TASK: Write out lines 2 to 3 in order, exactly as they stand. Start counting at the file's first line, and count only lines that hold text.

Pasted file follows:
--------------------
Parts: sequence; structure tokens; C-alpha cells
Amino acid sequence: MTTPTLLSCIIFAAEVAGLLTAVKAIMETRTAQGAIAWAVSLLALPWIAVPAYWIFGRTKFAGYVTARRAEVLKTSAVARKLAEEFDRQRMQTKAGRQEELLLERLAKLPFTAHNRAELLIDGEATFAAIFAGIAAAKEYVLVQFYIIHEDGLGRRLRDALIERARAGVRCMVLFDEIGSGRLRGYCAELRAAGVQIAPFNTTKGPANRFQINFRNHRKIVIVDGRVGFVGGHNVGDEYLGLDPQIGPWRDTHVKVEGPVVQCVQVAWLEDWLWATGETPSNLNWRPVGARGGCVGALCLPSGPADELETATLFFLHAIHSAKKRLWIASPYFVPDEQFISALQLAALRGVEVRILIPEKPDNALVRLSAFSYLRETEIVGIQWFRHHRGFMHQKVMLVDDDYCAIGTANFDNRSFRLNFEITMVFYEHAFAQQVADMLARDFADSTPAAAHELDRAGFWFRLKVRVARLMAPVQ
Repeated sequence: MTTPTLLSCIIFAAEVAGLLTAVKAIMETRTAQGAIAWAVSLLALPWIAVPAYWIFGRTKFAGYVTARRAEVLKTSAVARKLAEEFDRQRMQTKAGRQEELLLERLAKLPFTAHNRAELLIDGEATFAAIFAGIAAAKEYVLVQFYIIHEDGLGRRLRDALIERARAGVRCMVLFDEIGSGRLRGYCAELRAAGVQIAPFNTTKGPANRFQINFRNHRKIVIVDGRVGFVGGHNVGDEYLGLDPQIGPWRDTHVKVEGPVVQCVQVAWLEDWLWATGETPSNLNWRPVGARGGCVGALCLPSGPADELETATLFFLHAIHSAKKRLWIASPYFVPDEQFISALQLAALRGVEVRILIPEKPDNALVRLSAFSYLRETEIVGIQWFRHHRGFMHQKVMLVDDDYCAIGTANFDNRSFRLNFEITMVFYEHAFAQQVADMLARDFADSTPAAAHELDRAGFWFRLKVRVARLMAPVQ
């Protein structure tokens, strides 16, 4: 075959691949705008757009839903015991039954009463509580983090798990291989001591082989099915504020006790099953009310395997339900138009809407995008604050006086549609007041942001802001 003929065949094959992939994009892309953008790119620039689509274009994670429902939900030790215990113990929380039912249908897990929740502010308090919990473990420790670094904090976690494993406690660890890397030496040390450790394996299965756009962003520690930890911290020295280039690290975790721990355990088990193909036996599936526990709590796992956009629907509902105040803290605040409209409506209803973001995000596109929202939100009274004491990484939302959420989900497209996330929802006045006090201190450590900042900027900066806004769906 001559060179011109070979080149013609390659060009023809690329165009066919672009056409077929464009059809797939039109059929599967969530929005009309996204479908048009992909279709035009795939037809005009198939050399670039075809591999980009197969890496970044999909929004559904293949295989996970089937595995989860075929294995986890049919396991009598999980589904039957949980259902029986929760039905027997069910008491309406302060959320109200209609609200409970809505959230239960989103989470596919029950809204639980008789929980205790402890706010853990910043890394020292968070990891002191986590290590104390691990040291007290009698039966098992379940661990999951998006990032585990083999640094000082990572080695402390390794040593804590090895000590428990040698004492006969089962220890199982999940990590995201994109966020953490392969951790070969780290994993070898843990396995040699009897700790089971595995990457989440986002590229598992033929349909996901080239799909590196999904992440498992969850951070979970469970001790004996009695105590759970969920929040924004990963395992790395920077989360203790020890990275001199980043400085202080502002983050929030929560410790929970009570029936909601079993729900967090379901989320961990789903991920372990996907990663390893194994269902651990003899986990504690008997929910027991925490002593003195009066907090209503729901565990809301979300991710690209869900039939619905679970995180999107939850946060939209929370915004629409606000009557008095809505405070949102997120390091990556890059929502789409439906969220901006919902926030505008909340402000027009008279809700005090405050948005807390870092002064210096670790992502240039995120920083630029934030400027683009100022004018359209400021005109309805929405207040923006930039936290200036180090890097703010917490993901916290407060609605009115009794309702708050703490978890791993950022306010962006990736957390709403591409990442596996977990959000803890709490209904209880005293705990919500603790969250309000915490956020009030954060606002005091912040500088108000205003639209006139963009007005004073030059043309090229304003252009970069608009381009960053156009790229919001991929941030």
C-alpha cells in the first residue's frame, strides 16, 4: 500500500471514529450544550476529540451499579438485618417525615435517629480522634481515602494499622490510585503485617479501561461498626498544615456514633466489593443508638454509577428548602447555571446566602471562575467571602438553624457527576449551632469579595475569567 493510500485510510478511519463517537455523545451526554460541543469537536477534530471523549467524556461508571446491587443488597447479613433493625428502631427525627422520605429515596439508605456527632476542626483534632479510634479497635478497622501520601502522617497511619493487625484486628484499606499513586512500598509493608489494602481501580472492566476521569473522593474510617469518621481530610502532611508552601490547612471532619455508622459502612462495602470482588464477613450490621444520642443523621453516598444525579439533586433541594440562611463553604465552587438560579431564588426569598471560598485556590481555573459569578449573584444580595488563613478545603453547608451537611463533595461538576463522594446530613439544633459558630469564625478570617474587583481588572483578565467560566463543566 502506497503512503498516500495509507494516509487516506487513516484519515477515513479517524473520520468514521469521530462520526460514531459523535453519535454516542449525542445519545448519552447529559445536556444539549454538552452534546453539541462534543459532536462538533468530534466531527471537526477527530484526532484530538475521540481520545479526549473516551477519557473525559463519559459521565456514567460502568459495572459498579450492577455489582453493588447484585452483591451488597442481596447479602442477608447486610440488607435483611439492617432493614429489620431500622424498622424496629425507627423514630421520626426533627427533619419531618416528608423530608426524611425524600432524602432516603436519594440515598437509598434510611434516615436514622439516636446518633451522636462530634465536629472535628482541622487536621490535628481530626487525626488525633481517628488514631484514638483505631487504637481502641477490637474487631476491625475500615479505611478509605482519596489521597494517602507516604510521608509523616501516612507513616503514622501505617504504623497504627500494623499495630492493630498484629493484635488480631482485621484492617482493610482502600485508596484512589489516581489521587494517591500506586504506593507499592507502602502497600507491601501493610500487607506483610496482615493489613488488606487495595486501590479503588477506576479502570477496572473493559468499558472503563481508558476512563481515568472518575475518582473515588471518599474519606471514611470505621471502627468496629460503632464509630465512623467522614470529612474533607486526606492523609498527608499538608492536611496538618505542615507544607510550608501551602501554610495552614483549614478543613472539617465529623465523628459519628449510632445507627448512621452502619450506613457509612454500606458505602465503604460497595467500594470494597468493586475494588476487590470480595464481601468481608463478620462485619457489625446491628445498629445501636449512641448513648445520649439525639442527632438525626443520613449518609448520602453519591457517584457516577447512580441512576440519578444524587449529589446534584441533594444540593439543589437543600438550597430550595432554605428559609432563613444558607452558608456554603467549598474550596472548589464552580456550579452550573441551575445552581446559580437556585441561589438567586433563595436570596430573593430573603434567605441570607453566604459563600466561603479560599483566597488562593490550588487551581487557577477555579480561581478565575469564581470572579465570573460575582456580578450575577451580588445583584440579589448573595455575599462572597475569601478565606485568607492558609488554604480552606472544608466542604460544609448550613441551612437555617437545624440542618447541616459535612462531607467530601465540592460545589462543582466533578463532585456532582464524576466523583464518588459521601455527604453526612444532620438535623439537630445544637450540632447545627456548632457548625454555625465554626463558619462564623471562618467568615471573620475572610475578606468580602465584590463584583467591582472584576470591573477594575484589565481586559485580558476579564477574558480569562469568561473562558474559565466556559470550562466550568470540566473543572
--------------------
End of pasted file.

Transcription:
Amino acid sequence: MTTPTLLSCIIFAAEVAGLLTAVKAIMETRTAQGAIAWAVSLLALPWIAVPAYWIFGRTKFAGYVTARRAEVLKTSAVARKLAEEFDRQRMQTKAGRQEELLLERLAKLPFTAHNRAELLIDGEATFAAIFAGIAAAKEYVLVQFYIIHEDGLGRRLRDALIERARAGVRCMVLFDEIGSGRLRGYCAELRAAGVQIAPFNTTKGPANRFQINFRNHRKIVIVDGRVGFVGGHNVGDEYLGLDPQIGPWRDTHVKVEGPVVQCVQVAWLEDWLWATGETPSNLNWRPVGARGGCVGALCLPSGPADELETATLFFLHAIHSAKKRLWIASPYFVPDEQFISALQLAALRGVEVRILIPEKPDNALVRLSAFSYLRETEIVGIQWFRHHRGFMHQKVMLVDDDYCAIGTANFDNRSFRLNFEITMVFYEHAFAQQVADMLARDFADSTPAAAHELDRAGFWFRLKVRVARLMAPVQ
Repeated sequence: MTTPTLLSCIIFAAEVAGLLTAVKAIMETRTAQGAIAWAVSLLALPWIAVPAYWIFGRTKFAGYVTARRAEVLKTSAVARKLAEEFDRQRMQTKAGRQEELLLERLAKLPFTAHNRAELLIDGEATFAAIFAGIAAAKEYVLVQFYIIHEDGLGRRLRDALIERARAGVRCMVLFDEIGSGRLRGYCAELRAAGVQIAPFNTTKGPANRFQINFRNHRKIVIVDGRVGFVGGHNVGDEYLGLDPQIGPWRDTHVKVEGPVVQCVQVAWLEDWLWATGETPSNLNWRPVGARGGCVGALCLPSGPADELETATLFFLHAIHSAKKRLWIASPYFVPDEQFISALQLAALRGVEVRILIPEKPDNALVRLSAFSYLRETEIVGIQWFRHHRGFMHQKVMLVDDDYCAIGTANFDNRSFRLNFEITMVFYEHAFAQQVADMLARDFADSTPAAAHELDRAGFWFRLKVRVARLMAPVQ